Dram shop laws make liquor stores and bars accountable for selling alcohol to intoxicated patrons if those patrons cause an accident by driving drunk. In some states, even if a drunk driver has no insurance and is judgment-proof, an injured person may be able to recover damages from a bar or restaurant that served alcohol to a driver who was already intoxicated.
California’s Dram Shop Law
California’s dram shop law limits the liability of liquor stores and bars. California law prevents the consumption of alcohol by an intoxicated person, not the sale of alcohol to that person. Therefore, even if a bar serves an intoxicated person a drink, it is the intoxicated person, not the bar, that consumes the beverage. That makes the drunk, not the establishment, liable for damages in any drug driving accident.
Although California’s dram shop law is weak when it comes to providing protection for the public against drunk drivers, it is strong when it comes to protecting drunk minors from being overserved. California liquor stores, bars and restaurants may be held liable if they serve alcohol to minors who are visibly intoxicated.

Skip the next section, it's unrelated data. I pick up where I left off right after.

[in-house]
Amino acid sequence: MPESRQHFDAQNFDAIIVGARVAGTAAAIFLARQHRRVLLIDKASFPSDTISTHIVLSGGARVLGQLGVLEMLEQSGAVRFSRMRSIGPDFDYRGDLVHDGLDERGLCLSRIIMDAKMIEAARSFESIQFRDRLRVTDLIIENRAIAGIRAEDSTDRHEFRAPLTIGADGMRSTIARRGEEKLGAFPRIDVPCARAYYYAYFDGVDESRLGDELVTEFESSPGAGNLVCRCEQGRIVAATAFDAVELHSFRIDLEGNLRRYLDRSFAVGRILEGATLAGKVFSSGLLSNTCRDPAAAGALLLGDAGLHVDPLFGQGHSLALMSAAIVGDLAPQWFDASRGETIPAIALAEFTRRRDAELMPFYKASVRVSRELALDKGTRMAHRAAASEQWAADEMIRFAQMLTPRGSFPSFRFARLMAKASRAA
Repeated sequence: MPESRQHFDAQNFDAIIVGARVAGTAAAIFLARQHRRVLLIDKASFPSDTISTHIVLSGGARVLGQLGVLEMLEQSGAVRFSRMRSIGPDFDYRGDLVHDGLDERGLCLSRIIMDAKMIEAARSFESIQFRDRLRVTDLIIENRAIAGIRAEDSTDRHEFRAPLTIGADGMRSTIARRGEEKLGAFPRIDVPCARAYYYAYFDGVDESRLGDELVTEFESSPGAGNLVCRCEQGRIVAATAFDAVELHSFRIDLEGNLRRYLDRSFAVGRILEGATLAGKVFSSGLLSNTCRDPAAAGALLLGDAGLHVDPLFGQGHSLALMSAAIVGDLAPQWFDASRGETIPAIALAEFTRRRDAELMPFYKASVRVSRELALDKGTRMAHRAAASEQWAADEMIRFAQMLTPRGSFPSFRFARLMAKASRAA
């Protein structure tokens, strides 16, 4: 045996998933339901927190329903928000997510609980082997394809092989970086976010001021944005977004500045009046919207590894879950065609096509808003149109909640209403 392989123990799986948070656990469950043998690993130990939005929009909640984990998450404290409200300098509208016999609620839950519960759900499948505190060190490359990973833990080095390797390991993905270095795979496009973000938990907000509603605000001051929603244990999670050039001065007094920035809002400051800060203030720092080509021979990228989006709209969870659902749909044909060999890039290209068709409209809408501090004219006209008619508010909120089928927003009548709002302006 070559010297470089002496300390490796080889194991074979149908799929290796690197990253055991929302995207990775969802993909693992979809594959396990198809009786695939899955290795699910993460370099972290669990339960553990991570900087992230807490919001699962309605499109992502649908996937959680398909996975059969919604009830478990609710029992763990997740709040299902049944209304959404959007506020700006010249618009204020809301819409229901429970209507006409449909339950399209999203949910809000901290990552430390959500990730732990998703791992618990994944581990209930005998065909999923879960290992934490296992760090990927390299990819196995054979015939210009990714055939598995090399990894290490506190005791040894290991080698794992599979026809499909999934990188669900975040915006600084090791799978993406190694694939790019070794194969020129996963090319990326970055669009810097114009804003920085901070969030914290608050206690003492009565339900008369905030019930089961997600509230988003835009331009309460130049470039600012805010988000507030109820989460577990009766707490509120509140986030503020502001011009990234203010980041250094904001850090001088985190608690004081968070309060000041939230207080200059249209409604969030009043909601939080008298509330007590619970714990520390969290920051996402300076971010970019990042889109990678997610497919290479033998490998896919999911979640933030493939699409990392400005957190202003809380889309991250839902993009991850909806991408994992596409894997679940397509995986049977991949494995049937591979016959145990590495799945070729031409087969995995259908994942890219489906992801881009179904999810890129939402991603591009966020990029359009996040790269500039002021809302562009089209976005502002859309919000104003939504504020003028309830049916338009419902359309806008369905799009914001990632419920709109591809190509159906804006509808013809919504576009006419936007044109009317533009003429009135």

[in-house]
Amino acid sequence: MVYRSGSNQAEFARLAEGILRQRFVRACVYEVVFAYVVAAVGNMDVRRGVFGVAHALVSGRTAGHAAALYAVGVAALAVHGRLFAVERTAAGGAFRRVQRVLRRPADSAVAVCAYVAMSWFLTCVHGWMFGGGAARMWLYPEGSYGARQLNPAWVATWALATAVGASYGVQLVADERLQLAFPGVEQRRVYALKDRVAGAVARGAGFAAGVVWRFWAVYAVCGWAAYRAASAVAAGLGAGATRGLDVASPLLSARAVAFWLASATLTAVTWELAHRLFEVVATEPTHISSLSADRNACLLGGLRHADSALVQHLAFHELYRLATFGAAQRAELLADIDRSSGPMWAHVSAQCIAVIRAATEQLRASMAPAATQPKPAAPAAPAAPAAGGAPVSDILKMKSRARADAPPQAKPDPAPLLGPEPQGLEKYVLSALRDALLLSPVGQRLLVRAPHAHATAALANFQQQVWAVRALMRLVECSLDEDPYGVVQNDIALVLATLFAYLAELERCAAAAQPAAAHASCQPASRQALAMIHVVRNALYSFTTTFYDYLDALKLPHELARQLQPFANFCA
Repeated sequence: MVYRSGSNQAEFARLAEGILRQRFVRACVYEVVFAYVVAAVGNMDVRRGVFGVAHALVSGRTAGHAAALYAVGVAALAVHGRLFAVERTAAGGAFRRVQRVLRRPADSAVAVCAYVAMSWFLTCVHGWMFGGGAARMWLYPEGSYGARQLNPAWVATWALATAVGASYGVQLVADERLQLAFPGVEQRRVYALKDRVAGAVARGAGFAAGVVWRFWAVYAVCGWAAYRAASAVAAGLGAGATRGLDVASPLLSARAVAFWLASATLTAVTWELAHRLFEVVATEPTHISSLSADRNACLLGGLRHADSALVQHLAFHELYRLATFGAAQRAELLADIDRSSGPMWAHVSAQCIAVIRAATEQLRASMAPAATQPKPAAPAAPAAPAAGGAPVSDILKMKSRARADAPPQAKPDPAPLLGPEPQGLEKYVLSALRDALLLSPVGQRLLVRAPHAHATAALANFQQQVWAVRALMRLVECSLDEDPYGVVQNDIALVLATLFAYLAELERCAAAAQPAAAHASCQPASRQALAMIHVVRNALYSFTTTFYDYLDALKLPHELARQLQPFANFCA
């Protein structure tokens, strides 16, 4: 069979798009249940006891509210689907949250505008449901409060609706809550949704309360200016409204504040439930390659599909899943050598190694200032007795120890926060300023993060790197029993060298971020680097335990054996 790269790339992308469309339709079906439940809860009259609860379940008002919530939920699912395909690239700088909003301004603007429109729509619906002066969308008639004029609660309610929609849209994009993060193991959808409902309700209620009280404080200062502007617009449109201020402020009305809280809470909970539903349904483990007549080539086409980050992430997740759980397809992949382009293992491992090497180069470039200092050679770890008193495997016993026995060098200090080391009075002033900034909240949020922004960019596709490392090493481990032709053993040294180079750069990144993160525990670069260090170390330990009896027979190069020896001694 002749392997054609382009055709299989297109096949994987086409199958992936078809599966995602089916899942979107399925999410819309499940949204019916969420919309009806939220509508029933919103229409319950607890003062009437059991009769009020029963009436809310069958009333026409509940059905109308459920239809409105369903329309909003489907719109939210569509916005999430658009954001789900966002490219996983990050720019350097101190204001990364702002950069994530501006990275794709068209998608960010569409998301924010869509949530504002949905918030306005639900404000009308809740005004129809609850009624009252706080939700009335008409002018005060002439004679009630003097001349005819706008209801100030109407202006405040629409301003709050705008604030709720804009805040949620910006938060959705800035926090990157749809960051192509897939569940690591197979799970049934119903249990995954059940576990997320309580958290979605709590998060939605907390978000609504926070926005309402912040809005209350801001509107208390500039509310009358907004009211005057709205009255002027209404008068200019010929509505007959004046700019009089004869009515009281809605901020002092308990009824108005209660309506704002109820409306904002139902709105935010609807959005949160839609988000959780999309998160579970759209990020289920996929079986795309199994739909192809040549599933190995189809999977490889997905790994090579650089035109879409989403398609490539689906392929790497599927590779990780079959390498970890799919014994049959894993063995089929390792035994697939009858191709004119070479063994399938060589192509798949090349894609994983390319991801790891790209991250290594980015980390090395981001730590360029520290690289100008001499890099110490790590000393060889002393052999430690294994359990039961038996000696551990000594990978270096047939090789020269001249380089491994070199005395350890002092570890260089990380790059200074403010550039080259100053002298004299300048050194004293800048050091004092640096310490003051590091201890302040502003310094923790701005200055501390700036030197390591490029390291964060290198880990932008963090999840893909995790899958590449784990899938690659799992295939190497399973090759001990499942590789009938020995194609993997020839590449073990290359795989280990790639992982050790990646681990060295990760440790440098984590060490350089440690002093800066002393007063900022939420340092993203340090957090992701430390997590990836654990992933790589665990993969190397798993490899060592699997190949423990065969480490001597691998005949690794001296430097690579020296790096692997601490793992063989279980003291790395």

Drunk drivers cause injuries and death on California highways every week. If you’ve been injured in a drunk driving accident, an experienced attorney can assess what parties may be liable for your damages. The legal professionals at TorkLaw are experts at analyzing car crash injury claims and are standing by to provide you or your loved ones with a free consultation.